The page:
The school had a full household staff, including head and under gardeners; the ubiquitous ‘Man’ (handyman) and ‘Boy’ (who was over 30); Cook (days) and full kitchen staff (Victorian style); morning and weekend Cook (me); laundresses; seamstresses; cleaners; head matron and under matrons; head groom and grooms; and more. And of course, the endless supply of ‘women from the village’ who would be called upon when extra hands were needed. There were also a full contingent of teaching staff.
Apart from Royal houses, nowhere else had the full of contingent of staff, although the hierarchy existed even where staff was skeleton or brought in casually. As the most senior ranked and resident (or only) staff member, with a sound knowledge of British etiquette, I was expected to ensure all hired staff were briefed in all things required of their station.
As the only resident staff in house (estate manager, game warden, butchers, gardeners, cleaners, and PA all lived in cottages or the villages) I was always invited to join the family on Christmas morning and given a truly generous stocking, which was the loveliest, inclusive gesture. However, I had also been up all night before, peeling chestnuts, prepping monstrous turkeys for dawn cooking times, stuffing pheasants “for people who don’t approve of turkey”, and waiting for last minute deliveries from Fortnums and Harrod’s, including offering drivers a meal and cuppa before they drove back.
After stockings, the family would pitch in and chaotically make their own breakfast (which involved getting in my way and asking me how to make it) so I could continue the gargantuan prep task for Christmas lunch, which, aside from extended family, was something of an Orphan’s Christmas for aristocracy, celebrities, and the landed gentry who didn’t have anywhere else to go. Some of these guests were houseguests and it was expected that I would serve them in their rooms or the breakfast room if they required but most preferred the jollity of the kitchen. Staff and casual staff would arrive and this gave me a chance to start barking orders which was a sign to the lady of the house to get everyone out of my kitchen! I had the option to keep staff throughout the meal but I wasn’t going to take anyone away from their family’s Christmas lunch, so I sent staff home once the meal was on the verge of kick-off, and I’d had time to wash and change into suitable dress.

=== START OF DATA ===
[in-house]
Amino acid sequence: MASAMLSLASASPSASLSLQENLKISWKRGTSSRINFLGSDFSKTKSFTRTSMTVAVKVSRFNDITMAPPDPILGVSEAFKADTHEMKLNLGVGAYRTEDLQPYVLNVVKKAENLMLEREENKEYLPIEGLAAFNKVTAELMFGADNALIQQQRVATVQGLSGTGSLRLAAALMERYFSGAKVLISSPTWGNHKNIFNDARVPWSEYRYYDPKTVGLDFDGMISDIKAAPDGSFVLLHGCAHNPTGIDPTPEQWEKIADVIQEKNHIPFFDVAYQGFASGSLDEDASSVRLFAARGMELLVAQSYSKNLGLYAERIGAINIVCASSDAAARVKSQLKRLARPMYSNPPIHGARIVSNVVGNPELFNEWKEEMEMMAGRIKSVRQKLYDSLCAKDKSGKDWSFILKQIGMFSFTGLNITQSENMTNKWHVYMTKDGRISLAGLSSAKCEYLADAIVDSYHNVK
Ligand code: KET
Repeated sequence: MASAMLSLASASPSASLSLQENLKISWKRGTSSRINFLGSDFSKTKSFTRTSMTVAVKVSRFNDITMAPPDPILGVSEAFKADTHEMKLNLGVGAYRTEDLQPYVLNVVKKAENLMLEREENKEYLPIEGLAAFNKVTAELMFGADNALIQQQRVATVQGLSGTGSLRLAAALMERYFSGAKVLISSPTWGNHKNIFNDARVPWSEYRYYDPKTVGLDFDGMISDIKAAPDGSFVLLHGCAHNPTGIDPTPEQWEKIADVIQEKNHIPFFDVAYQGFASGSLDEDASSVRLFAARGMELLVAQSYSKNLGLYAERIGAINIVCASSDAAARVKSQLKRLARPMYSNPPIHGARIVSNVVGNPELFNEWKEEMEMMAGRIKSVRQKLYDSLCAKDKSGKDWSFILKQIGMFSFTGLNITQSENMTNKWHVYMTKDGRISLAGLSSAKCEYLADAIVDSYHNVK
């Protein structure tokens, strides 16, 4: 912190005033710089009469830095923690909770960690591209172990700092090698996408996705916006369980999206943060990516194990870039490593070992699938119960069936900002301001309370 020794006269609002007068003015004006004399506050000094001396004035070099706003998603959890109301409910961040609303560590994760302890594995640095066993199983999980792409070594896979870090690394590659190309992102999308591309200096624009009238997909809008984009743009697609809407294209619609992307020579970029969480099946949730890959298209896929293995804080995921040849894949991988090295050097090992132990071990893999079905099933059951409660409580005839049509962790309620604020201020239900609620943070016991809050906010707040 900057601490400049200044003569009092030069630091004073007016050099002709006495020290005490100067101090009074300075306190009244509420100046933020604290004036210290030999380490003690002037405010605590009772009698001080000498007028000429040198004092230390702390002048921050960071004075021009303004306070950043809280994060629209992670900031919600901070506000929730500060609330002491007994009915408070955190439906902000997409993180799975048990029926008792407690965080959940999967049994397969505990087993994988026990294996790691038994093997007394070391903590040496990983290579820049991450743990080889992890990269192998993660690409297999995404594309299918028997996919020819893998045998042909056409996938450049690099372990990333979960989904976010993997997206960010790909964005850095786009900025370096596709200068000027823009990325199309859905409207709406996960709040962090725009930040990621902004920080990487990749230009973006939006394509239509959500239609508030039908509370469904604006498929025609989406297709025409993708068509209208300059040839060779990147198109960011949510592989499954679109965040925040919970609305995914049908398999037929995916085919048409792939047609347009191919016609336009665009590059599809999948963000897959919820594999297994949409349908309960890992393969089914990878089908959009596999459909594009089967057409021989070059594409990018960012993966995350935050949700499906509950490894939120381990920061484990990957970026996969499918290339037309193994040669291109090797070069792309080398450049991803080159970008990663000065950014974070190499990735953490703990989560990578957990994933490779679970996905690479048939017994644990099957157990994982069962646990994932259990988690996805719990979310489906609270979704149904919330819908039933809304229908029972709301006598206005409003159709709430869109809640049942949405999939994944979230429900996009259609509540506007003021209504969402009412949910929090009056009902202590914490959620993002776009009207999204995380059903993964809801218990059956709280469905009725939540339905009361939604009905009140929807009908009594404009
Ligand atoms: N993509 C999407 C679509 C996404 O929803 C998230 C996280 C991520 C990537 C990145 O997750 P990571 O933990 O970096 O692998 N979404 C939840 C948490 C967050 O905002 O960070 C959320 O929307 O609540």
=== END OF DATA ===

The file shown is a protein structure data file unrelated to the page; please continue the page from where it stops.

From that point, it was all me! No valets or servers of any ilk, so the mistress of the house got to make a big show of ‘helping’, bless her, and we did forego silver service (thank goodness, or food would have been cold). The older children would be rounded up and, as it was known I was a school matron and cook during term times, the whole ‘boarding school’ experience was revisited and courses cleared, with many a gentleman choosing to relive being ordered about by Matron, and rather too enthusiastically opting to skivvy. I was plied with good wine (but in this household, that was par for the course – Cook always got a glass or two of everything being served), but I still had to maintain perfect timing for multiple courses and service, with an increasingly drunken and rowdy crew of helpers.
I was young and a perfectionist so I did struggle with it, as presentation and status quo were really crucial to a ‘career’ servant, even in the 1980s. I come from a family steeped in feudal British etiquette; historically we had servants but, in typical Monarchist manner, were servants of a type (my grandfather was, amongst other things, friend and personal physician to King George VI) so understanding and fitting into service was easy as I was raised on both sides of the stairs.
My parents talked of Christmas parties and balls for staff, with the switch in roles, so it was something I’ve always known to be acceptable practice, but during my time, staff numbers and the change in the retained status of staff, and their increased personal leisure time, had completely changed the dynamic. Resident staff were brought closer into the family orbit at Christmas, whereas non-resident staff by then tended to have something more akin to ‘office’-type Christmas parties. The latter change also manifested because of increasing autonomy of reduced, and in some cases more qualified, staff, and the awareness of the reliance of householders on their staff (and not the other way around).
By the 1980s, the Servants’ Ball had morphed into a more personalised acknowledgment of retained staff within the old and established households where loyalty and servitude were still held in high regard. ‘New money’ during the ‘80s was also encroaching on this status quo, with newly enriched people wanting ‘posh’ staff but not understanding the symbiotic relationship of old money retainers and their often generational servant connections with their employers.
[ii] Sambrook, Pamela, The Country House Servant (Stroud : Sutton Publishing 1999) p. 60
[iii] Ibid p. 59
[iv] Courtenay, Edmund, ‘In a Country House’ Belgravia: A London Magazine Vol 10 (June 1873) pp. 455
[v] The Country House Servant p. 57
[vi] ‘In a Country House’ pp. 456
[vii] Ibid pp. 454
[viii] The Country House Servant